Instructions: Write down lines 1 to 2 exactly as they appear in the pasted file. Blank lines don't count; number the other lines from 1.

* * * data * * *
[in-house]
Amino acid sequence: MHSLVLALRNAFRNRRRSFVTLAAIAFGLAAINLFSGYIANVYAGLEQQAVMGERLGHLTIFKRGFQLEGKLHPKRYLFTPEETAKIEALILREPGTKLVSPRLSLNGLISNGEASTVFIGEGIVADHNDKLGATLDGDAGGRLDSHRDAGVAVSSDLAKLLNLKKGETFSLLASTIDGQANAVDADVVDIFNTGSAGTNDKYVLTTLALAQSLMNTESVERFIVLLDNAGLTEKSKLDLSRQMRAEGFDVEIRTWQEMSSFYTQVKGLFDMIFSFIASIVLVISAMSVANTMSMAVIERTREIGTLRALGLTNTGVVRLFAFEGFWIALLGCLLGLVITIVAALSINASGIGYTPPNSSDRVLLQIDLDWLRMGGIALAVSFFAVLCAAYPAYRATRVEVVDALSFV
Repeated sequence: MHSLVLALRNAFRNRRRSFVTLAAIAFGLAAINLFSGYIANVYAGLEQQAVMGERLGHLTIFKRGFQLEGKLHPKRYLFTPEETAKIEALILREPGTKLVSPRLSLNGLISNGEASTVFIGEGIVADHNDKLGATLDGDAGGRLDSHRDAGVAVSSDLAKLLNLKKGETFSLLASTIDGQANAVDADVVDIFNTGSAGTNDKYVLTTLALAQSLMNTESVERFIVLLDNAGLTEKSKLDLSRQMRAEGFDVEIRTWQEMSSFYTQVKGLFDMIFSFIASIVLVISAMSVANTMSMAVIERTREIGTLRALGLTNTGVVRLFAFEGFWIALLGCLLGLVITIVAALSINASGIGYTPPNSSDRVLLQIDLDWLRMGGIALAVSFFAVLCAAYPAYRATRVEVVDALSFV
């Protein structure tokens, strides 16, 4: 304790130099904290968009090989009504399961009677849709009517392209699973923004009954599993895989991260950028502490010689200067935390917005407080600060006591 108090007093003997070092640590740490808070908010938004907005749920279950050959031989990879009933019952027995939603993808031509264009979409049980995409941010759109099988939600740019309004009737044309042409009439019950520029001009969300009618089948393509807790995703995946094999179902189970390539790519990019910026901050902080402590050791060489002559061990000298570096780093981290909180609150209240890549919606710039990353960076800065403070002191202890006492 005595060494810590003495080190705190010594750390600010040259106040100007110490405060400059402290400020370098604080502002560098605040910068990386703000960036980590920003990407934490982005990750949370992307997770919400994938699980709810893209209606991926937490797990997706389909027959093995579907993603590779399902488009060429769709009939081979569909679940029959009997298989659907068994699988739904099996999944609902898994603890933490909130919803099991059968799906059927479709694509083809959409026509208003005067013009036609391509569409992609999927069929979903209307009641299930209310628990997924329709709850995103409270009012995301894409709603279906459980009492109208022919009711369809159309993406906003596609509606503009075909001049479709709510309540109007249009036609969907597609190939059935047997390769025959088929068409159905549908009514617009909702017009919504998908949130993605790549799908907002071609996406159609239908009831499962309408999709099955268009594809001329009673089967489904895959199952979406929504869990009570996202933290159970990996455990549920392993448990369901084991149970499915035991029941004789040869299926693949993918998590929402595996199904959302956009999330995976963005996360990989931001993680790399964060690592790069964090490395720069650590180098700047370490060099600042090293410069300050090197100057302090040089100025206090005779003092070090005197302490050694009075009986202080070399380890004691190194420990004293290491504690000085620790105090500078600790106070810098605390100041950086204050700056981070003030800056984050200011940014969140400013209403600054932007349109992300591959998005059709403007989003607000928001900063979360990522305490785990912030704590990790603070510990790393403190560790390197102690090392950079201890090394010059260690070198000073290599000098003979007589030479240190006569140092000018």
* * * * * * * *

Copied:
[in-house]
Amino acid sequence: MHSLVLALRNAFRNRRRSFVTLAAIAFGLAAINLFSGYIANVYAGLEQQAVMGERLGHLTIFKRGFQLEGKLHPKRYLFTPEETAKIEALILREPGTKLVSPRLSLNGLISNGEASTVFIGEGIVADHNDKLGATLDGDAGGRLDSHRDAGVAVSSDLAKLLNLKKGETFSLLASTIDGQANAVDADVVDIFNTGSAGTNDKYVLTTLALAQSLMNTESVERFIVLLDNAGLTEKSKLDLSRQMRAEGFDVEIRTWQEMSSFYTQVKGLFDMIFSFIASIVLVISAMSVANTMSMAVIERTREIGTLRALGLTNTGVVRLFAFEGFWIALLGCLLGLVITIVAALSINASGIGYTPPNSSDRVLLQIDLDWLRMGGIALAVSFFAVLCAAYPAYRATRVEVVDALSFV